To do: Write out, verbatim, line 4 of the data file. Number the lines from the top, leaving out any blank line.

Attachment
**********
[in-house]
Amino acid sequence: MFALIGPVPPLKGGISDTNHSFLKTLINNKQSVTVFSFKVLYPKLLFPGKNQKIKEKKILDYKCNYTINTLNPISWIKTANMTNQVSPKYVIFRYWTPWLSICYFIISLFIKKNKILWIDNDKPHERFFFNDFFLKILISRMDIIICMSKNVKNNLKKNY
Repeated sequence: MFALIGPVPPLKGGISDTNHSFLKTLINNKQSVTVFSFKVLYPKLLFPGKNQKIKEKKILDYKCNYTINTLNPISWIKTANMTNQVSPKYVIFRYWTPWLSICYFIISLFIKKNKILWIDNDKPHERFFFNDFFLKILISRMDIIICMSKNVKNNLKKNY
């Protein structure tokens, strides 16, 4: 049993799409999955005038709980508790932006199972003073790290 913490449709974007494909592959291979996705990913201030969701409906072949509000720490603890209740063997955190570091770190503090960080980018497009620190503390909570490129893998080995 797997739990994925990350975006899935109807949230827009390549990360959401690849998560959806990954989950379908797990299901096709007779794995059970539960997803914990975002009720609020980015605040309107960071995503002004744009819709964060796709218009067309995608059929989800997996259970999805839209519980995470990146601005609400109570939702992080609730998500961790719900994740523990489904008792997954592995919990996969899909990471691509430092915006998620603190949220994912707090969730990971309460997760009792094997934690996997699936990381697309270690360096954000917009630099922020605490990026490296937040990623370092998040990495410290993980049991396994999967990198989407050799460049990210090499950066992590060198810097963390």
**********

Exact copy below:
């Protein structure tokens, strides 16, 4: 049993799409999955005038709980508790932006199972003073790290 913490449709974007494909592959291979996705990913201030969701409906072949509000720490603890209740063997955190570091770190503090960080980018497009620190503390909570490129893998080995 797997739990994925990350975006899935109807949230827009390549990360959401690849998560959806990954989950379908797990299901096709007779794995059970539960997803914990975002009720609020980015605040309107960071995503002004744009819709964060796709218009067309995608059929989800997996259970999805839209519980995470990146601005609400109570939702992080609730998500961790719900994740523990489904008792997954592995919990996969899909990471691509430092915006998620603190949220994912707090969730990971309460997760009792094997934690996997699936990381697309270690360096954000917009630099922020605490990026490296937040990623370092998040990495410290993980049991396994999967990198989407050799460049990210090499950066992590060198810097963390």